This “political condition” and the denial of it were clearly evident during the parliamentary debate on the Administration of Justice (Protection) Bill on 15 August 2016. At first sight, this “political condition” was a clear reference to the tyranny of the parliamentary majority enjoyed by the ruling party. If the House were in full attendance on the evening of 15 August 2016, the voting result would have read: 92-9 instead of 72-9. The tyranny of the parliamentary majority should worry us all.
Look no further than the 2013 Population White Paper.
The Administration of Justice (Protection) Bill was another piece of legislation and regulation in recent years that sought to expand the powers of the executive arm. To name but a few: (i) Criminal Law (Temporary Provisions) Act, (ii) Public Order Act, (iii) Broadcasting (Class License) Notification. The tyranny of executive power should worry us all.
As executive power broadens, public interest suffers. As the executive arm is able to dictate the agenda and define the meaning of “public interest” , it further empowers the undercurrents of complacency, arrogance and “I know best” attitude that lurks behind the public face of humility and consultation. Public interest would no sooner be defined in strict accordance to the interests of the political party that forms the government at the expense of everyone else, the majority of us who are not in a position of power.
The abuse of power is the new safeguarding of public interest. Illegality is the new legal.
To invest far too much trust in any entity or individual is a recipe for the abuse of power to manifest. That it has not happened thus far does not mean that it will not happen at all in the near future. We cannot rely on the words of a particular minister or politician, we need robust institutions to checks our representatives in government and hold them accountable whenever the need arises. To think that a government will “ownself check ownself” will only worsen our present “political condition.”
But we deny the present state of our political condition. We are in a state of slumber. We return the ruling party to power with overwhelming majorities after majorities. We look away, although a part of us knows that they will one day cash out the blank cheque that we had inadvertently handed to them.
This is akin to the denial of death in our contemporary society. We look away, hoping that we can delay the inevitable. We refrain from engaging with the issue of death, and allow ignorance and contempt to take hold. And we lose the opportunities to inform and educate ourselves. The effect: Fear cast a permanent shadow over all of us. It becomes a natural state of affairs and we become resigned to it. And we safely leave the matters of our funeral [daily affairs] to a “professional” funeral director [politician bureaucrat], a complete stranger with total confidence. We disempower ourselves in the face of [life and] death. We look away, out of sight, out of mind.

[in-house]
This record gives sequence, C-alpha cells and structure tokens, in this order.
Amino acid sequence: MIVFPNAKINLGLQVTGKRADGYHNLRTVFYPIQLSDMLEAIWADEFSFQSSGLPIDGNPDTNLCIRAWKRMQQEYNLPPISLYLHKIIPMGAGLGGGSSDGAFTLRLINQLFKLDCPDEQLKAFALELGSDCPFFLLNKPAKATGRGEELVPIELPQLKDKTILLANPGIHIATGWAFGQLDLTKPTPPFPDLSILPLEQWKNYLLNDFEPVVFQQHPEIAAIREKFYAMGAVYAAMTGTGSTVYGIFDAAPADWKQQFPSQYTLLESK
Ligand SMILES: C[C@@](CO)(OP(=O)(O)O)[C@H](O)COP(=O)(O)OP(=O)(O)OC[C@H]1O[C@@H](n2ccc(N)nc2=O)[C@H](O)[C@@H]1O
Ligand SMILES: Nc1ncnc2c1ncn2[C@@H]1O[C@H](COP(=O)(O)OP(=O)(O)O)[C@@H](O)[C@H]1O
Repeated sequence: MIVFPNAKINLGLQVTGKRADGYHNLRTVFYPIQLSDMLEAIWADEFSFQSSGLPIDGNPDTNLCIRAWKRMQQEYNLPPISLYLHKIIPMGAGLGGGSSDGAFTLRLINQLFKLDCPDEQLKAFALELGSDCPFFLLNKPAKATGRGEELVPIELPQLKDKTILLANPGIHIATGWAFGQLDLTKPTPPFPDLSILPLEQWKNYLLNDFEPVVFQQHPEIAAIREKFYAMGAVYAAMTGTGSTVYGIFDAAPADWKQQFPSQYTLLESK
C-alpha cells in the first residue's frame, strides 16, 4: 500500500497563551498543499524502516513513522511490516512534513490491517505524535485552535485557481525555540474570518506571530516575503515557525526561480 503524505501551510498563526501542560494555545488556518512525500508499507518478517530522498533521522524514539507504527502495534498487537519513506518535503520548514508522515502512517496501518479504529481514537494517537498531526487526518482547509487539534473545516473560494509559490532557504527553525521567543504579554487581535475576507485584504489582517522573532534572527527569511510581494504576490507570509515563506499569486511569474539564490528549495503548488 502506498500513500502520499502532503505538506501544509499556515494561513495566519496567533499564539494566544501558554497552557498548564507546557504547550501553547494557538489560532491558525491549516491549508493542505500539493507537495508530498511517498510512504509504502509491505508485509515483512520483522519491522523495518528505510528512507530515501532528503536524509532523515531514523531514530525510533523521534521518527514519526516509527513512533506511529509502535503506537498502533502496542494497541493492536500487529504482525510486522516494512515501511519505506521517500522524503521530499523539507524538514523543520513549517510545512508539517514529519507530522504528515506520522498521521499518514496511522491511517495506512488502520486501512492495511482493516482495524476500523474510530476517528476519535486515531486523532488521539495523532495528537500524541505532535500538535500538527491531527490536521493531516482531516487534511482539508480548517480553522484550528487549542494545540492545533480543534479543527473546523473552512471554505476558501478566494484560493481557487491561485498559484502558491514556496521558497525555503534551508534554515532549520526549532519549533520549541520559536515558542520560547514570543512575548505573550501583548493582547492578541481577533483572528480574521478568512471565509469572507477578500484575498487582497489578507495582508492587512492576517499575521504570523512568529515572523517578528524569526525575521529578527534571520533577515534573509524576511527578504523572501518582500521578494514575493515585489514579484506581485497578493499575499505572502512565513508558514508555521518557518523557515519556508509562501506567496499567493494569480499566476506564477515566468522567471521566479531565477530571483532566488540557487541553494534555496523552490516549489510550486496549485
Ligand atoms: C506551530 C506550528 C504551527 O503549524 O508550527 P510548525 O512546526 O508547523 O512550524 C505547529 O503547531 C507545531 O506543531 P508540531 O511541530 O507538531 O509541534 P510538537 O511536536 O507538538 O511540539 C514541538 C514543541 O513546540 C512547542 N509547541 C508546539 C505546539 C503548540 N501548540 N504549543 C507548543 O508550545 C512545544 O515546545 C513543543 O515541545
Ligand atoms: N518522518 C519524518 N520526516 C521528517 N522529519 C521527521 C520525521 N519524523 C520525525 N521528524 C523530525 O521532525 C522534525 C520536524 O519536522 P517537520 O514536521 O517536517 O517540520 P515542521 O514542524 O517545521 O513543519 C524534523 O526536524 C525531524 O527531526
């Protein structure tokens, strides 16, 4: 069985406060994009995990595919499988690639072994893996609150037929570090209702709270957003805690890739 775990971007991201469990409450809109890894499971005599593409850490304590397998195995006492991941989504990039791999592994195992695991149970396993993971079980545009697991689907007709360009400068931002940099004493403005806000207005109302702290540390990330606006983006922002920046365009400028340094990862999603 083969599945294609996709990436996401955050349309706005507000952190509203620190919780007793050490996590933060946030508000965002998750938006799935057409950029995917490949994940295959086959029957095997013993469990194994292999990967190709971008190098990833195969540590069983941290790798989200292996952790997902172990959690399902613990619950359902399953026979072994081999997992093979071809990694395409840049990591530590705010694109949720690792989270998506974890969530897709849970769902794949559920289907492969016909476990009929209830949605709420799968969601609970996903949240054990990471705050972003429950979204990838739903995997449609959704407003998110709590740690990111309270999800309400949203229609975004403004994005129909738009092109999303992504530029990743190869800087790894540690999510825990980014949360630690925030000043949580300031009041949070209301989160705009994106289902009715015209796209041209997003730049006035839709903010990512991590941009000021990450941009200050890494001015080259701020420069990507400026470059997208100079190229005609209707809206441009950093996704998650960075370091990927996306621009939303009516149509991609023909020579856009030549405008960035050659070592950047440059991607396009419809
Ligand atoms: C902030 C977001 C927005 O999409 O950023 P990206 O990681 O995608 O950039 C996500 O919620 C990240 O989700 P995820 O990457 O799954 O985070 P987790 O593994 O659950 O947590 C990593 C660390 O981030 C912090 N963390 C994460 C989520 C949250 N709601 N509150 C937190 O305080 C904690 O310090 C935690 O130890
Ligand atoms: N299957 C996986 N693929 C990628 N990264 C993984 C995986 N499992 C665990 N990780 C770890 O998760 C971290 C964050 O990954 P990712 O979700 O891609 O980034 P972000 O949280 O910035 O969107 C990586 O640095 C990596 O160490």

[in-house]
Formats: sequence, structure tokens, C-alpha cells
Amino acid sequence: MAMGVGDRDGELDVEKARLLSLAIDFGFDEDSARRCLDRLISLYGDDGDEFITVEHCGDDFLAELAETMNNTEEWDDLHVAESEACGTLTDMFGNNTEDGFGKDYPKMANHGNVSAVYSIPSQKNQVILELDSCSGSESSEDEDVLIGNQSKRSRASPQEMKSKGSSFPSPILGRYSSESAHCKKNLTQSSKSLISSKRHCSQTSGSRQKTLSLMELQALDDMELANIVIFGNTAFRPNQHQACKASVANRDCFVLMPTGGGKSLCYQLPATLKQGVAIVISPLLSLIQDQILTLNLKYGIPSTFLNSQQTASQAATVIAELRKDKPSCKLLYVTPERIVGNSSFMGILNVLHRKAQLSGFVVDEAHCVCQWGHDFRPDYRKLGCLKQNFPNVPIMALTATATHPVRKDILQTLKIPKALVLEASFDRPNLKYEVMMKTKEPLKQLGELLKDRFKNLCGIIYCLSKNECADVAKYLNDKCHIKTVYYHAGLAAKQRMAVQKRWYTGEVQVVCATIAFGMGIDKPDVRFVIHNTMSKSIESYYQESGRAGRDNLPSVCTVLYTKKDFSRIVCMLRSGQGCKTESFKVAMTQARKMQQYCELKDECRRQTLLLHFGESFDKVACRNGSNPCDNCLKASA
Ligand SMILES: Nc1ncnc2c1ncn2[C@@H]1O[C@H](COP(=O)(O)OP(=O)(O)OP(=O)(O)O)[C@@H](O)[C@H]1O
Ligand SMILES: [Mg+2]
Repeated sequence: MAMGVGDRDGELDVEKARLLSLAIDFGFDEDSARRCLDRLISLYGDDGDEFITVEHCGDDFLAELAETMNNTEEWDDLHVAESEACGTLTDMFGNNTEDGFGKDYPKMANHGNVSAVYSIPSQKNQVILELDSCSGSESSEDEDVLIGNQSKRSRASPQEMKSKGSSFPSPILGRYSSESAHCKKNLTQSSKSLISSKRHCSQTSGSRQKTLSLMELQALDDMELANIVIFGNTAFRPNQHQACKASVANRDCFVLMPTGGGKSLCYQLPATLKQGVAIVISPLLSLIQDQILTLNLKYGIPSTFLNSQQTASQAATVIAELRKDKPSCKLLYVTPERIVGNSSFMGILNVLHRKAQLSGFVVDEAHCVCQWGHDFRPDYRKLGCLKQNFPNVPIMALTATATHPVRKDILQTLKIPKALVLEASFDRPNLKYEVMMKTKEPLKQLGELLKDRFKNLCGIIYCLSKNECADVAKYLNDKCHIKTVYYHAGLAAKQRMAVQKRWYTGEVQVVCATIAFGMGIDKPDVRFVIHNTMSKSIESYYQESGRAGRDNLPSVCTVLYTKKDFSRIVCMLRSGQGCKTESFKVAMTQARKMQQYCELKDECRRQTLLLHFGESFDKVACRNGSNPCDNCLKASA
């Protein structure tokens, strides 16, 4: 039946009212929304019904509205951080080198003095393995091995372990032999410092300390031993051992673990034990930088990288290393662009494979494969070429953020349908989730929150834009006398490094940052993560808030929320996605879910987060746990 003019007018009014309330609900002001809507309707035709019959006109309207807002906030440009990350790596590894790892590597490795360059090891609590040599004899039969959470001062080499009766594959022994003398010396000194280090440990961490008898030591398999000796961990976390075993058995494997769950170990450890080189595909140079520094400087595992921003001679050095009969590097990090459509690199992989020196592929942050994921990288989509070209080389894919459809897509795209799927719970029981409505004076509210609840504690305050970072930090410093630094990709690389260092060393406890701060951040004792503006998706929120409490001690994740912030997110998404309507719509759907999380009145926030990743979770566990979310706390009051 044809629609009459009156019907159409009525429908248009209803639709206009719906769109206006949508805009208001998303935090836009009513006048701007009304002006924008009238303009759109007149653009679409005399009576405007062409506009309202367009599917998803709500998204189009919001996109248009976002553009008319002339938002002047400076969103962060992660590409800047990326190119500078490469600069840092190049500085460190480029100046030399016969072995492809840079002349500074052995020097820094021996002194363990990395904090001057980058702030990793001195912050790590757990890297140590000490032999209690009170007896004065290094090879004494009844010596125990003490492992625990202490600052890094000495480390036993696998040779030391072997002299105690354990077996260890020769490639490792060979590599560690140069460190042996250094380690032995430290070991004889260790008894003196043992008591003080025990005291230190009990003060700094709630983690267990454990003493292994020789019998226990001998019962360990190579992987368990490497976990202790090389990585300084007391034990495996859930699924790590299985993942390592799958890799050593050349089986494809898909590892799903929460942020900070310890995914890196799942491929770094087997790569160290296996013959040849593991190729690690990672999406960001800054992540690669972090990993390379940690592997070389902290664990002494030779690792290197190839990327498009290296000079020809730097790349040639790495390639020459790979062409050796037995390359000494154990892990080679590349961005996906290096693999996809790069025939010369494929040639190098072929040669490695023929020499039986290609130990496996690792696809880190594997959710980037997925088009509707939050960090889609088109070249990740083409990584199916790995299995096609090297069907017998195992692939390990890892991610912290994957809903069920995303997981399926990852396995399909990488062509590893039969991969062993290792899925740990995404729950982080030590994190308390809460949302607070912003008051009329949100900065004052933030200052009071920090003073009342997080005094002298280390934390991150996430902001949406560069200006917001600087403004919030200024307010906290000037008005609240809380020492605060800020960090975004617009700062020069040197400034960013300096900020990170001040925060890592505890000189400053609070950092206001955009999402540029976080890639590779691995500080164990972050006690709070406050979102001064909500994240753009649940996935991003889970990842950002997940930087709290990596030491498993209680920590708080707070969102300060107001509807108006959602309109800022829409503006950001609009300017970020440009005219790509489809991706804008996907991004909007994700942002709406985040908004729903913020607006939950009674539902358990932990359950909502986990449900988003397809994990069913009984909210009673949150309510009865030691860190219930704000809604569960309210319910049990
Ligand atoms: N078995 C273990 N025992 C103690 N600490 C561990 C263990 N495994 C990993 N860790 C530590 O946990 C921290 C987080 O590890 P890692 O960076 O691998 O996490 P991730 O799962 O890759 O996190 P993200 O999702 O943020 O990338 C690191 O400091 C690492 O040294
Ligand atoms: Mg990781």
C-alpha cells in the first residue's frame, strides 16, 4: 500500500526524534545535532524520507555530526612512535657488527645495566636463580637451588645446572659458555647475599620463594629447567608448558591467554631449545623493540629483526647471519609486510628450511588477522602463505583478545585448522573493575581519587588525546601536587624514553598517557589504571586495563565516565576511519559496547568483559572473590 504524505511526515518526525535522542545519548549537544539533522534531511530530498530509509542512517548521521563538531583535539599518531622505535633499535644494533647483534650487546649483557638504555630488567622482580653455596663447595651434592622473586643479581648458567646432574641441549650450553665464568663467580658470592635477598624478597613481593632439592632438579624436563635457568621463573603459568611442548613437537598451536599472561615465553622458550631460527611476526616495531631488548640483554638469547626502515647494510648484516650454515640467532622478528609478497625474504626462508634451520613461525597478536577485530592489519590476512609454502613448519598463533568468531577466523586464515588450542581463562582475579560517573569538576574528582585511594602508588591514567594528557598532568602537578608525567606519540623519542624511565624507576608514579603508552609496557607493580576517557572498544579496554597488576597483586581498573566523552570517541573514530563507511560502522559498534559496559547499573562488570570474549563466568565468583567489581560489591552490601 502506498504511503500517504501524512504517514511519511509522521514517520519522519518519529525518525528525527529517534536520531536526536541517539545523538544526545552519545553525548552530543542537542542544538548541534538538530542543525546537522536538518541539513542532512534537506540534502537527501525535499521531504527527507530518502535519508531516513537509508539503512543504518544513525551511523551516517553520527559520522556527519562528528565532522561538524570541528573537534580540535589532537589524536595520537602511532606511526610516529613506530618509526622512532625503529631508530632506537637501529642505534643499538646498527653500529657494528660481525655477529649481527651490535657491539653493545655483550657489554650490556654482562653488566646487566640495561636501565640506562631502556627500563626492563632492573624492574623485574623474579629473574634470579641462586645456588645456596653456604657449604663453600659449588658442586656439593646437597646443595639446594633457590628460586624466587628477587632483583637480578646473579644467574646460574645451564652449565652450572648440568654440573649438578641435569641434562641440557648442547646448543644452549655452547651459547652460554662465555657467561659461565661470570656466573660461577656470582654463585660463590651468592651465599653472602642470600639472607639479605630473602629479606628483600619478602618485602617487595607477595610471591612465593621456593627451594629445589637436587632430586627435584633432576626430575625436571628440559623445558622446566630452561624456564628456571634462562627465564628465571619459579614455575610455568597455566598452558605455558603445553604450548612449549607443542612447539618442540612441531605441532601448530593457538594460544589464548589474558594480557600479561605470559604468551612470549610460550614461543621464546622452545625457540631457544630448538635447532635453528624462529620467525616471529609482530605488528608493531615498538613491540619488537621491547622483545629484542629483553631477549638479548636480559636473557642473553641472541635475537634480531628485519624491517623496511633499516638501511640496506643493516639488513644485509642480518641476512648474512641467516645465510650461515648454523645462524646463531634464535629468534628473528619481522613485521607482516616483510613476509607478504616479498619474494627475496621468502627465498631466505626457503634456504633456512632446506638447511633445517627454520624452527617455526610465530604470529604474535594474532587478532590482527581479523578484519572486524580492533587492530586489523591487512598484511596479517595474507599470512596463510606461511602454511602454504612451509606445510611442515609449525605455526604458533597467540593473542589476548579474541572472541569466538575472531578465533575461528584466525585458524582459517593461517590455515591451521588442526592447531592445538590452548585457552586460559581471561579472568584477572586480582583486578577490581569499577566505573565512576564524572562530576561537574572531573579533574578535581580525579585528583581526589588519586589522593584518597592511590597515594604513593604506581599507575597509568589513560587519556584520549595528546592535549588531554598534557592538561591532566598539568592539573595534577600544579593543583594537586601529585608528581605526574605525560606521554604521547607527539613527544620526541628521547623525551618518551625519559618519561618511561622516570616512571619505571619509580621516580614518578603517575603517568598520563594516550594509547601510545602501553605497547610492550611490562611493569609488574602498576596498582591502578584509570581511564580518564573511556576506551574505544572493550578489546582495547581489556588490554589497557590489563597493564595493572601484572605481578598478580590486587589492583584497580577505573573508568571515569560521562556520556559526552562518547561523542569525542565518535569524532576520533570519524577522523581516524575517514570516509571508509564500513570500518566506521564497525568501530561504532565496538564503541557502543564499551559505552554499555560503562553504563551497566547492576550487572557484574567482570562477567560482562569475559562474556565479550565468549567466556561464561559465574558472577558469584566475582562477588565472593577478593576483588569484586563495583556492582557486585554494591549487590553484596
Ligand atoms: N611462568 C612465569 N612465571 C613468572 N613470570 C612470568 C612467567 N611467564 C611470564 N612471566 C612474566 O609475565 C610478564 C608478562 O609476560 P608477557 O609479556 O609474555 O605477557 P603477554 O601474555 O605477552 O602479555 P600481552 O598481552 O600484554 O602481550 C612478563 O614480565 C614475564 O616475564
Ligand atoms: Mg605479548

We come to accept that Nominated Members of Parliament (NMPs) are our voices in Parliament. We come to accept that there is no need for a political insurance. We come to accept that the Government Parliamentary Committees (GPCs) can replace any credible constructive opposition. We come to accept that the government backbenchers are sufficient enough checks and balances on the government. The debate on the Administration of Justice (Protection) Bill demonstrated that these are nothing but the figment of our own wishful imagination. But sadly we continue to allow this problematic political system to continue the way it is, without any safeguards and oversight.
The social contract today in Singapore is an agreement between David on the one hand, and Goliath on the other. The odds are stacked against David. And we continue to allow the odds to be stacked against David. This is the political condition that we are confronted with, exacerbated by our continued apathy and ignorance. We continue to slumber. Maybe it’s time to awake from our slumber, before our children suffer from our hibernation away from public life.
Mr Kok, at the very least, abstain.